Intravenous Anesthesia With Bispectral Index Monitoring vs Inhalational Anesthesia for Rhytidoplasty: A Randomized Clinical Trial

Kristin A Jones, Keith A LaFerriere
JAMA Facial Plastic Surgery 2015, 17 (4): 239-44

IMPORTANCE: Minor adverse effects related to anesthesia are common and worrisome to patients, including perioperative vomiting, gagging on the endotracheal tube, incisional pain, and nausea. A previously published intravenous anesthesia protocol reports extremely low rates of postoperative nausea and vomiting (<1%) and decreases in postoperative pain perception compared with rates reported following administration of inhalational anesthetics.

OBJECTIVE: To evaluate and compare postoperative outcomes in patients after administration of combined propofol and ketamine hydrochloride anesthesia with bispectral index monitoring (PKA-BIS protocol) vs inhalational anesthesia (IA) during lower rhytidoplasty.

DESIGN, SETTING, AND PARTICIPANTS: We performed a prospective, double-blind, randomized comparison trial of the PKA-BIS protocol and IA in 30 consecutive female patients undergoing rhytidoplasty by a single surgeon at a single outpatient surgery center from October 2013 to June 2014.

MAIN OUTCOMES AND MEASURES: Outcome measures included nausea, vomiting, pain, overall feeling of well-being, time to awaken, time to discharge, and cost. Patient measures were recorded using a combination of a 40-item validated postoperative quality of recovery questionnaire (QOR-40) and visual analog scales (VASs). Results were recorded immediately after surgery and on postoperative days 1 and 7.

RESULTS: A statistically significant reduction in emergence time (mean [SD], 29.8 [10.6] vs 46.0 [10.2] minutes; P < .001) and time to meet discharge criteria (51.4 [19.3] vs 66.1 [12.9] minutes; P = .02) was seen in patients in the PKA-BIS group. Patient-reported (subjective) postoperative nausea (3 of 15 [20%] vs 7 of 15 patients [47%]; P = .12; χ2 = 2.40), vomiting (0 vs 2 of 15 patients [13%]; P = .14; χ2 = 2.14), and confusion on the day of surgery (3 of 15 [20%] vs 6 of 14 patients [43%]; P = .18; χ2 = 1.77) were also decreased in the PKA-BIS group, but these differences did not reach significance. Differences in global recovery scores (QOR-40 scores in the postanesthesia care unit, 158.13 [22.68] vs 155.33 [18.09]; P = .71; at day 1, 166.47 [26.39] vs 166.00 [16.00]; P = .96), postoperative overall feeling of well-being (VAS scores at day 1, 6.10 vs 6.26; at day 7, 7.49 vs 8.00), and postoperative pain perception (VAS scores at day 1, 3.40 vs 3.65; at day 7, 2.26 vs 1.81) between the PKA-BIS and IA groups, respectively, did not reach significance. The costs of anesthesia administration were similar between the PKA-BIS ($10.37/h) and IA ($8.47/h to $9.87/h) groups.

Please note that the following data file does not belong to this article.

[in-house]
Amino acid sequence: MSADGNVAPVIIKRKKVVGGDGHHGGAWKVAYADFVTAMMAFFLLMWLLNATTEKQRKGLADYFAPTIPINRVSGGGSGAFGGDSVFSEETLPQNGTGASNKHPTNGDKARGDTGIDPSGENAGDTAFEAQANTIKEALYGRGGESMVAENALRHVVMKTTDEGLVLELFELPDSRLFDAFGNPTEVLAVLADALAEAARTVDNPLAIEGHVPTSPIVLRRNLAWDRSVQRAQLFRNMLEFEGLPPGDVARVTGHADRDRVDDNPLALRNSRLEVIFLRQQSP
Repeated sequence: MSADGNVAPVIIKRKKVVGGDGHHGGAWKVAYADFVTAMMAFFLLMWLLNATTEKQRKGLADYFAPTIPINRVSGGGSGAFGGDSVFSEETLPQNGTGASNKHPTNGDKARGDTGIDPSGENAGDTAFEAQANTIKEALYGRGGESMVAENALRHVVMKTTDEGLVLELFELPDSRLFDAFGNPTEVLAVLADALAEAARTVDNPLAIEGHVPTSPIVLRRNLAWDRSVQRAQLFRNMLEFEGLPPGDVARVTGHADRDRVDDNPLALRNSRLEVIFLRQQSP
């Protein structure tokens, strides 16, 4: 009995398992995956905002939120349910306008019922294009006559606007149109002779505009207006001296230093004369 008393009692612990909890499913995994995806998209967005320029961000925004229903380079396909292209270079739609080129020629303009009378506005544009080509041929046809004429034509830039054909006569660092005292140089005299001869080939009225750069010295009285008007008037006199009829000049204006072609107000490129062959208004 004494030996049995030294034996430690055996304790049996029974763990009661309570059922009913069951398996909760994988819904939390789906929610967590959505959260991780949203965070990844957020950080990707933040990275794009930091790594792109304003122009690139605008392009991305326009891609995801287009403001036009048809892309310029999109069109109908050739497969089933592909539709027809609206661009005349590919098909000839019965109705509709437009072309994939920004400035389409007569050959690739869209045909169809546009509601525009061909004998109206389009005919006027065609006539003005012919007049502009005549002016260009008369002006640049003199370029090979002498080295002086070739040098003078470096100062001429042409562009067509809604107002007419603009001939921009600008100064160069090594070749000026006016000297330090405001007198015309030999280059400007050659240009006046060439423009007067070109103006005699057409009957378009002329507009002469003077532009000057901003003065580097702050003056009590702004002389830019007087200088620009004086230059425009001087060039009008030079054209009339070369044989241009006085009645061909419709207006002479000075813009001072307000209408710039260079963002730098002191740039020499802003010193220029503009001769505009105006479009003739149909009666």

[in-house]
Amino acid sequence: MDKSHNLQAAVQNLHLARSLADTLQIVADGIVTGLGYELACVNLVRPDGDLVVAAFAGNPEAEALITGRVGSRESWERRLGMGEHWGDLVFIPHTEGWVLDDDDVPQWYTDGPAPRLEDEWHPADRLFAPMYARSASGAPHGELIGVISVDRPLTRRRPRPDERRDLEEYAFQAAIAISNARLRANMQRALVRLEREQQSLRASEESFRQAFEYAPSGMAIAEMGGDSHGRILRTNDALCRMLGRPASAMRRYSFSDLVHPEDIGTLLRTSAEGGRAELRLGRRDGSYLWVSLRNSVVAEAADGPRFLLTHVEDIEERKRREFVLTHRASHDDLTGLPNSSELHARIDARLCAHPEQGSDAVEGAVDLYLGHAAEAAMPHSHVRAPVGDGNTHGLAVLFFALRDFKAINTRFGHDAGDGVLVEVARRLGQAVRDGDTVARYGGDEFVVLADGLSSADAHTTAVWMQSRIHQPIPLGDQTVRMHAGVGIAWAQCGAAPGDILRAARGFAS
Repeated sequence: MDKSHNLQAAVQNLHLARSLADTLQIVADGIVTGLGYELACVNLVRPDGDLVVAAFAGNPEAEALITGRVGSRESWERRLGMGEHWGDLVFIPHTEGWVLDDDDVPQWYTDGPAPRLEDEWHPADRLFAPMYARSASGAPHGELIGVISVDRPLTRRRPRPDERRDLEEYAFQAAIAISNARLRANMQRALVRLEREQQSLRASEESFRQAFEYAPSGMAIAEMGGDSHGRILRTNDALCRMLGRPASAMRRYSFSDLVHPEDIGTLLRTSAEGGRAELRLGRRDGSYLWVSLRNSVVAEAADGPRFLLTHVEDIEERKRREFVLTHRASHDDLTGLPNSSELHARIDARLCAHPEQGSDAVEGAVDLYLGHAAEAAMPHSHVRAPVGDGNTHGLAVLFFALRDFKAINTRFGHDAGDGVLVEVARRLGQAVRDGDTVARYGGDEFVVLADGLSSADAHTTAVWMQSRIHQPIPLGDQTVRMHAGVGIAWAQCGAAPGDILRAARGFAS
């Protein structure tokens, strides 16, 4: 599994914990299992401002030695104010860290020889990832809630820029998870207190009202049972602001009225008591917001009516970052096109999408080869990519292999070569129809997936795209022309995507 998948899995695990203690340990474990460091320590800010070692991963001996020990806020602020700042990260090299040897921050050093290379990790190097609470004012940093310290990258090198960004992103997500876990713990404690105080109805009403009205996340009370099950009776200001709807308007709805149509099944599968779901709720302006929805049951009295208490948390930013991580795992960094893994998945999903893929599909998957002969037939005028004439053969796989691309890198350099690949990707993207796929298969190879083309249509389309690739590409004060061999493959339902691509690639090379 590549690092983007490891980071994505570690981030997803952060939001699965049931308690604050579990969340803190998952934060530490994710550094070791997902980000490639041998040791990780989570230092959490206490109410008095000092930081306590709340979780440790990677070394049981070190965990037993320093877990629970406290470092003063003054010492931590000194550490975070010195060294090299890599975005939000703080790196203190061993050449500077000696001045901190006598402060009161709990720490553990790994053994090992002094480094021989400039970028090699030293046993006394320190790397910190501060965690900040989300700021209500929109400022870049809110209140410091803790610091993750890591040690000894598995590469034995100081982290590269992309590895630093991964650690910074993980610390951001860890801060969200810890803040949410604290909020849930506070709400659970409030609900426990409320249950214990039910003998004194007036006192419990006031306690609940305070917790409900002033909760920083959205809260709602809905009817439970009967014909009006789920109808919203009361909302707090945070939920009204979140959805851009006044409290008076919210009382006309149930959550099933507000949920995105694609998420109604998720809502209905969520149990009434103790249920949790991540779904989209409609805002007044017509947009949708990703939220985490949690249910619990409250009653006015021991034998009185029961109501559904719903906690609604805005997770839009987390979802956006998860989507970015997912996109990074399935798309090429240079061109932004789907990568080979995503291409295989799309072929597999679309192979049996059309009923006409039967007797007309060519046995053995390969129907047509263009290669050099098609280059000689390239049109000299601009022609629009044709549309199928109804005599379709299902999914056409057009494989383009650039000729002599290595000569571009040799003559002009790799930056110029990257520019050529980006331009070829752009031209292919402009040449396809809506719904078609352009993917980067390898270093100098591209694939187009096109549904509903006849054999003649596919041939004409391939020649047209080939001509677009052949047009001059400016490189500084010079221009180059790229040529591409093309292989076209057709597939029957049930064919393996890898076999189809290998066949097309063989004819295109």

CONCLUSIONS AND RELEVANCE: The PKA-BIS protocol for anesthesia appears to be a comparable alternative to traditional IA in patients undergoing elective rhytidoplasty. A larger patient sample size is needed to determine whether trends toward decreased nausea, vomiting, and postoperative confusion and differences in postoperative pain perception are significant.

TRIAL REGISTRATION: Identifier: NCT02410460.


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